This is a wonderful collection of exercises to achieve and maintain mindfulness on a daily basis. Bays offers 52 ways to focus attention, a handy format for spending a year training your wild elephant mind one week at a time. I read this book on my kindle, but I am going to buy the paperback edition immediately so that I can have it around to refer to frequently and remind myself to practice. There have been only a few books I have kept handy over the years to use as guides and references whenev ...more
Margaretflynn
May 04, 2013 Margaretflynn rated it it was amazing
Shelves: non-fiction
This is a wonderful inspired work. I purchased a copy and it will be one of my constant companions from now on.
Elisabeth Schilling
Mar 31, 2016 Elisabeth Schilling rated it it was amazing
I only read through some of the exercises. Each one is 2-3 pages and helps you shift your thinking and practices of daily living. I think they are really full of truth and can help many people. I even gave some of them to my students and they loved them. I didn't read it all because, well, it is hard to say. Maybe it was not keeping my attention but who can say why? Actually I got it now. This is a great daily text. If I would read just one and only one exercise every morning to think about it, ...more
Jennifer
Need to keep reading. And read again after that. Would LOVE to read this in reading group, tackling one chapter, one exercise at a time.
Unwisely
Aug 10, 2015 Unwisely rated it liked it
This was one of the "further reading" books in one of the Jon Kabat-Zinn books I read, so I didn't know exactly what it was.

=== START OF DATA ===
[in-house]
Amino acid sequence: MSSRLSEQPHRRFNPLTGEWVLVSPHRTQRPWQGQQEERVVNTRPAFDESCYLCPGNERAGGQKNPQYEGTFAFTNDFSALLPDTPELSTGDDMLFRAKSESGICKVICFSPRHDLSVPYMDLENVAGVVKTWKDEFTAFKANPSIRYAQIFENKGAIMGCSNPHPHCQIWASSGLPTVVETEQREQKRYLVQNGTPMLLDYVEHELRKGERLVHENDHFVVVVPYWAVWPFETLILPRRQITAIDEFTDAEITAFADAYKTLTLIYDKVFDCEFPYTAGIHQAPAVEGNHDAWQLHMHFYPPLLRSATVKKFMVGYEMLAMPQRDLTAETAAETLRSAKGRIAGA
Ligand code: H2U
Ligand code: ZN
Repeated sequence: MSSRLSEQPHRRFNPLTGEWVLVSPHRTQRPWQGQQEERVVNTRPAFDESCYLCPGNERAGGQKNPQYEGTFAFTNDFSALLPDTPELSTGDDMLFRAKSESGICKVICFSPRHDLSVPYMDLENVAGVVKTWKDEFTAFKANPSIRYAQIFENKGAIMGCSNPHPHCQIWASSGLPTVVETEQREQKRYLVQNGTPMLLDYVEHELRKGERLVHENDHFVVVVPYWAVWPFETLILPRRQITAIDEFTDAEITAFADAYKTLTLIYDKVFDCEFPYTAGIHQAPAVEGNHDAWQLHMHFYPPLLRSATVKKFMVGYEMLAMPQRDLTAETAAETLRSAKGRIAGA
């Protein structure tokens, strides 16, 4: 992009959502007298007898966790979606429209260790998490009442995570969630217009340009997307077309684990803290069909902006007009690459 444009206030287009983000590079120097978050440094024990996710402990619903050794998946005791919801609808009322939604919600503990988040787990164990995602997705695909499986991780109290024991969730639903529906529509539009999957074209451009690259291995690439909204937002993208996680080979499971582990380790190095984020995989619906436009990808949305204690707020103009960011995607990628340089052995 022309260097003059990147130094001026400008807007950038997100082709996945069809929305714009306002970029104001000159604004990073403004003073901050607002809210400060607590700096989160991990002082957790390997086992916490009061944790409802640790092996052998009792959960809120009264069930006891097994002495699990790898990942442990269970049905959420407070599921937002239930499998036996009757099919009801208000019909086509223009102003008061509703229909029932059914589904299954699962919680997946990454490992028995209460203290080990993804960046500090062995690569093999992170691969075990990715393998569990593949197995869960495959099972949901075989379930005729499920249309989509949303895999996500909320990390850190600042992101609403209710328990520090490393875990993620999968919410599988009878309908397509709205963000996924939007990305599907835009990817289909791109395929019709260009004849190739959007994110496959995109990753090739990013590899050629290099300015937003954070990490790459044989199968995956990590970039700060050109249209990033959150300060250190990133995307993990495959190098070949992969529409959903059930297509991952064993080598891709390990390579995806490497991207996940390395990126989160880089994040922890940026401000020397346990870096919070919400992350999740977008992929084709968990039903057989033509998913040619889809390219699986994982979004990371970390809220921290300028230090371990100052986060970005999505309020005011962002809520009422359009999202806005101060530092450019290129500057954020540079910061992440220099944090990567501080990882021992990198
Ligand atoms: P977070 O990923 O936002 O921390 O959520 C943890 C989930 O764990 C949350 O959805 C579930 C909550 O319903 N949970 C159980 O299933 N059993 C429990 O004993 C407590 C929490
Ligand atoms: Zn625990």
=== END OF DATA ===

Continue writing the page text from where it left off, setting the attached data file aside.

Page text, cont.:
It turns out to be a sweet little book of mindfulness practices. I think the intent is to do one per week for a year, not to read the book all in one go. Which is of course how I read it.

I can't speak to the practices, but I bet there's something that will appeal to everyone (some of them even seemed like a good idea to me, who thinks most of that stuff is silly).
AnandaTashie
Aug 31, 2012 AnandaTashie rated it liked it
Shelves: 2012, non-fic
Divided into 53 tips for mindful living. Each section has: the exercise; reminding yourself; discoveries; deeper lessons; final words. Usually 3 pages for each tip. I read 75 pages in entirety, then just went through and read the exercises.

If you're zen buddhist, then reading everything could possibly quite resonate. If you're like me and don't fall within that label, but enjoy focusing on present-moment awareness, then you may or may not like reading every word. It was more of a "not" for me.
...more
Mary
May 18, 2012 Mary rated it liked it
Shelves: self-improvement
There are 53 mindfulness exercises in this book, and each one is presented in a multipart format. First you are told what to actually do, then how to remind yourself to do it, then preliminary thoughts on the exercise, then deeper analysis of possible outcomes, then a summary thought. This structured format makes it easy to use the book as a source for adding mindfulness exercises to your daily life. The book also provided a useful introduction to the practice of mindfulness using the training o ...more